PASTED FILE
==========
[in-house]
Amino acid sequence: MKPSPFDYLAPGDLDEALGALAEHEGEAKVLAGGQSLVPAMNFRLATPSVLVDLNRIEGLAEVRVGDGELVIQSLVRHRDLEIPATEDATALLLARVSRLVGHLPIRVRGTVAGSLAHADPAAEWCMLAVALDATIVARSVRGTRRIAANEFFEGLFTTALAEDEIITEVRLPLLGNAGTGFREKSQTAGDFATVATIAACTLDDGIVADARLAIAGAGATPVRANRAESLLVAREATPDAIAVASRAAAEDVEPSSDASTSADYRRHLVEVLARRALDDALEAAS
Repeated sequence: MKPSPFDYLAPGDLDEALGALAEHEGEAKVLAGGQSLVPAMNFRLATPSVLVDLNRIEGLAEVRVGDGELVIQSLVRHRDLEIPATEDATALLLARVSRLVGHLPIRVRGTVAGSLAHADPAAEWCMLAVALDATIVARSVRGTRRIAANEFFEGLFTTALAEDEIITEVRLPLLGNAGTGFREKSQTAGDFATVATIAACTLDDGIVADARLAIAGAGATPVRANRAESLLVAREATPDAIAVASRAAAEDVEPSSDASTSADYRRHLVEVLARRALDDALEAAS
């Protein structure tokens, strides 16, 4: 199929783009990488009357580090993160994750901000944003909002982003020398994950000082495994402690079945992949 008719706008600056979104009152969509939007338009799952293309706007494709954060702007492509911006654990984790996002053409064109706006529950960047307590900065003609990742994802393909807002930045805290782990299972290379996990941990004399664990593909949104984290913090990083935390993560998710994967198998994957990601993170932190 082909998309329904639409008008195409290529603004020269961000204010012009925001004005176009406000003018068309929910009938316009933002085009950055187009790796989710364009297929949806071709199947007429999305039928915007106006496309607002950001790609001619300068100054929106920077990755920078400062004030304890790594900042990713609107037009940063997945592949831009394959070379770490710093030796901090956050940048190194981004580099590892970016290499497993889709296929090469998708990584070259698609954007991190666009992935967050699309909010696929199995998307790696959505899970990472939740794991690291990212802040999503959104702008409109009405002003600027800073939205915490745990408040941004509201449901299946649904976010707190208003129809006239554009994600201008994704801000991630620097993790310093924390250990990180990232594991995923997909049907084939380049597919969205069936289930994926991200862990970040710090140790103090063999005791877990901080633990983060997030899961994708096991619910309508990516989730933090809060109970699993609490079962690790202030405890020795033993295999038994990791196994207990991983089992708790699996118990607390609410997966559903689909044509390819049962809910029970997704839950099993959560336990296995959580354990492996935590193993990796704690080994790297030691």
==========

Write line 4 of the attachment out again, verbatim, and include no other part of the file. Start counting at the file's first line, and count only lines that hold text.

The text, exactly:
């Protein structure tokens, strides 16, 4: 199929783009990488009357580090993160994750901000944003909002982003020398994950000082495994402690079945992949 008719706008600056979104009152969509939007338009799952293309706007494709954060702007492509911006654990984790996002053409064109706006529950960047307590900065003609990742994802393909807002930045805290782990299972290379996990941990004399664990593909949104984290913090990083935390993560998710994967198998994957990601993170932190 082909998309329904639409008008195409290529603004020269961000204010012009925001004005176009406000003018068309929910009938316009933002085009950055187009790796989710364009297929949806071709199947007429999305039928915007106006496309607002950001790609001619300068100054929106920077990755920078400062004030304890790594900042990713609107037009940063997945592949831009394959070379770490710093030796901090956050940048190194981004580099590892970016290499497993889709296929090469998708990584070259698609954007991190666009992935967050699309909010696929199995998307790696959505899970990472939740794991690291990212802040999503959104702008409109009405002003600027800073939205915490745990408040941004509201449901299946649904976010707190208003129809006239554009994600201008994704801000991630620097993790310093924390250990990180990232594991995923997909049907084939380049597919969205069936289930994926991200862990970040710090140790103090063999005791877990901080633990983060997030899961994708096991619910309508990516989730933090809060109970699993609490079962690790202030405890020795033993295999038994990791196994207990991983089992708790699996118990607390609410997966559903689909044509390819049962809910029970997704839950099993959560336990296995959580354990492996935590193993990796704690080994790297030691």